“So it’s just that you want then?” he said, nodding disdainfully at the Doonican.
“For now, yes.”
“That what you in to is it?”
Bad Katie laughed hysterically. “Course not, silly. It’s a birthday present for my Dad.”
“He’s lucky to have a daughter like you,” said the assistant sarcastically.
“Yes, he is,” agreed Bad Katie.
“That’ll be 99p then.”
Bad Katie slid a pound coin on to the counter, grabbed the Doonican and bolted for the door.
“Hey miss, your change!” shouted the assistant.
“Keep it,” called Katie as she pulled the door shut behind her.
The assistant looked at the penny in his hand, shook his head and threw it in the bin. He sighed, and then put Winehouse back in her place.
Whilst walking home, Bad Katie passed the charity shop where she bought most of her clothes. She popped inside for a quick peruse, but nothing took her fancy. However, she did decide to splash out 20p on a biography of Johnny Cash. She stopped and sat down in the park and dipped in to it...
Later that night, Bad Katie rang her manager and paced excitedly around her studio as she waited for him to pick up.
“Katie! My main lady. How’s it hanging?”
“Why are you talking like that, Sumit? You haven’t been sniffing glue again have you? Anyway, I’ve had a brilliant idea for a gig!”
“Oh. That’s nice. Go on then, knock me out.”
“I’m going to do a gig live inside a prison! For the prisoners.”
She was met with an uncomfortable silence.
“Oh, you were being serious,” said Sumit eventually.
“Of course. Johnny Cash did it. He got a tv special and an album out of it. He even wrote a song about it.”
“Johnny Cash was tougher than the inmates. He’d even been one. They’d eat you for breakfast.” He paused for a moment and reflected. “I love the idea!”
“Great, get it sorted. Let’s have a film crew in. We’ll make a DVD of the show and a documentary about it, and an album of course. Oh, and get me booked in on Lorraine to yap about it.”
“These things take a lot of organising, Katie. Especially in a prison. Lots of red tape, permits, etc.”
“Amazing how many other agents are courting me these days...”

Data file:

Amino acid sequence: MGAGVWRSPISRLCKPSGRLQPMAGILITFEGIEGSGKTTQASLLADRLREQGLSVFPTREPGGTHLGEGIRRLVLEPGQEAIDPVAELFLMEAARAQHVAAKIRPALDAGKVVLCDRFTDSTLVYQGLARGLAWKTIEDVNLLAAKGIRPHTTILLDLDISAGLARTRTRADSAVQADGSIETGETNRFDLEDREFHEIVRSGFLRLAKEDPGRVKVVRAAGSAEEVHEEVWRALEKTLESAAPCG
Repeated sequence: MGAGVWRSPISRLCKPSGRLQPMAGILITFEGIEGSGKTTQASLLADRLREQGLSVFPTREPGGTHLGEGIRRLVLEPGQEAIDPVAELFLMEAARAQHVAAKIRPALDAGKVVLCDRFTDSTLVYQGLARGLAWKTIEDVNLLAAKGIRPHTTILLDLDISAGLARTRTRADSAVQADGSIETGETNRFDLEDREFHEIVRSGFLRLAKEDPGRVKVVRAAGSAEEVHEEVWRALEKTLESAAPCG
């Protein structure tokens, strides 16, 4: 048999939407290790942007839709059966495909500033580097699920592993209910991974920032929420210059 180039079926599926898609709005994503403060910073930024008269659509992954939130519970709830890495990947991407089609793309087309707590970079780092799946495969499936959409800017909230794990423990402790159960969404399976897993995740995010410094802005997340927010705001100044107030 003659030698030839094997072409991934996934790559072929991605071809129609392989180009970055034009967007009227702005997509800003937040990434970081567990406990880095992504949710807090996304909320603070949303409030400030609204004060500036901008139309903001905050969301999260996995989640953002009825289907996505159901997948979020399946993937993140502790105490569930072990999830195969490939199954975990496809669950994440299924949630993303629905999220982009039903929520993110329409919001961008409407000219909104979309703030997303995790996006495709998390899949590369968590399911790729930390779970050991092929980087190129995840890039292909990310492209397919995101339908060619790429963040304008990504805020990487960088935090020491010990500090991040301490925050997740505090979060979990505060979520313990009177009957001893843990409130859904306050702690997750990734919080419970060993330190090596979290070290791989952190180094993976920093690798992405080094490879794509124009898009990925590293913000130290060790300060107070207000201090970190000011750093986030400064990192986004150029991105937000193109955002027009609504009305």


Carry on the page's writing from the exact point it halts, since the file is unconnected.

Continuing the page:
“Okay, okay, I’ll see what I can do.”
The camera crew were busying themselves in preparation for the gig. The director approached Bad Katie.
“Katie, we need to plan the camera angles for the video. Which is your best side?”
“My backside,” said Katie, and grinned idiotically at him.
He had no time for messing around and folded his arms to suggest as much.
“Don’t worry. Your little cameras are going to love me. I’m stunning from any angle.”
Nora, the makeup artist, was next on the scene, lugging her massive toolkit of paints and brushes. “Hi Katie!”
“Oh, not you again,” grumbled Bad Katie.
“Katie, why are you wearing those utterly ridiculous 8-inch platform heels?”
“I’m going to be on television! I need to look taller.”
“Well, you won’t look taller when you stumble and go arse over tit across the stage.”
“Chill pill, Nora. I’ve been wearing bad boys like these since my BRIT School days.”
Nora rolled her eyes and began dabbing her blusher.
“Besides,” added Bad Katie. “If things kick off here they make excellent nutcrushers!”
Some cheap hopeful from the Comedy Store had been dragged in to act as a warm up act and MC for the show.
“Ladies, Gentlemen, and inmates! If my warm up routine bored ya, you’ll be ready for the gal from Georgia… it’s always a pleasure to view her, it’s Katie Mel-ooh-err!”
Bad Katie plodded a little unsteadily up to the microphone in her platform bricks, making sure she deliberately trod on the MC’s foot as they passed.
“Hi everyone, my name is Katie Melua and I’m from the beautiful country of Georgia!”
“Then bugger off back there,” yelled someone from the right. From the far right, probably.
Bad Katie gazed coolly in his direction. “Actually I’m going on a skiing trip there next week. In my private jet. Fancy coming with me? Oh, hang on, you can’t because you’re in prison. Shame.”
A few uneasy rumblings and grumblings echoed around.
Bad Katie grinned. “Right, let’s get this show started! I want to begin with a cover of an amazing song by The Animals.”
A guy on the front row looked knowingly at the one next to him. “House Of The Rising Sun, I expect.”
Bad Katie began singing...